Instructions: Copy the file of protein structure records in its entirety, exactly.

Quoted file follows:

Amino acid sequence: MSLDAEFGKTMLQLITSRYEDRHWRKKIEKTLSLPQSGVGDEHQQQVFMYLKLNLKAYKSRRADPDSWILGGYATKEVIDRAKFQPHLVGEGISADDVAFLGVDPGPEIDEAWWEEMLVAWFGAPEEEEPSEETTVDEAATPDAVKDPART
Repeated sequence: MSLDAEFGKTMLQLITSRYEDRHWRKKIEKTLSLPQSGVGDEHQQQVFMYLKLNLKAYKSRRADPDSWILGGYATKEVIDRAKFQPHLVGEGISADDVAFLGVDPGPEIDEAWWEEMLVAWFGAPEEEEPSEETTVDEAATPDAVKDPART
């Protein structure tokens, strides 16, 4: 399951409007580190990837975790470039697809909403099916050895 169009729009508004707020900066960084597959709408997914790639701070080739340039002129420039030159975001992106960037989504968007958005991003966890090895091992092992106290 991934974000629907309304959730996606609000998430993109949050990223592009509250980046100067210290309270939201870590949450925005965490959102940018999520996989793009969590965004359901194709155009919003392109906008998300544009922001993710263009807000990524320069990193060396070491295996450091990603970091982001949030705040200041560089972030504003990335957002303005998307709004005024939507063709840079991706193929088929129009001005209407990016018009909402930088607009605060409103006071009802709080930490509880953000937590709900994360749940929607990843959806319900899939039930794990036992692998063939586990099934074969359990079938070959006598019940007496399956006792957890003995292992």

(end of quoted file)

Amino acid sequence: MSLDAEFGKTMLQLITSRYEDRHWRKKIEKTLSLPQSGVGDEHQQQVFMYLKLNLKAYKSRRADPDSWILGGYATKEVIDRAKFQPHLVGEGISADDVAFLGVDPGPEIDEAWWEEMLVAWFGAPEEEEPSEETTVDEAATPDAVKDPART
Repeated sequence: MSLDAEFGKTMLQLITSRYEDRHWRKKIEKTLSLPQSGVGDEHQQQVFMYLKLNLKAYKSRRADPDSWILGGYATKEVIDRAKFQPHLVGEGISADDVAFLGVDPGPEIDEAWWEEMLVAWFGAPEEEEPSEETTVDEAATPDAVKDPART
């Protein structure tokens, strides 16, 4: 399951409007580190990837975790470039697809909403099916050895 169009729009508004707020900066960084597959709408997914790639701070080739340039002129420039030159975001992106960037989504968007958005991003966890090895091992092992106290 991934974000629907309304959730996606609000998430993109949050990223592009509250980046100067210290309270939201870590949450925005965490959102940018999520996989793009969590965004359901194709155009919003392109906008998300544009922001993710263009807000990524320069990193060396070491295996450091990603970091982001949030705040200041560089972030504003990335957002303005998307709004005024939507063709840079991706193929088929129009001005209407990016018009909402930088607009605060409103006071009802709080930490509880953000937590709900994360749940929607990843959806319900899939039930794990036992692998063939586990099934074969359990079938070959006598019940007496399956006792957890003995292992």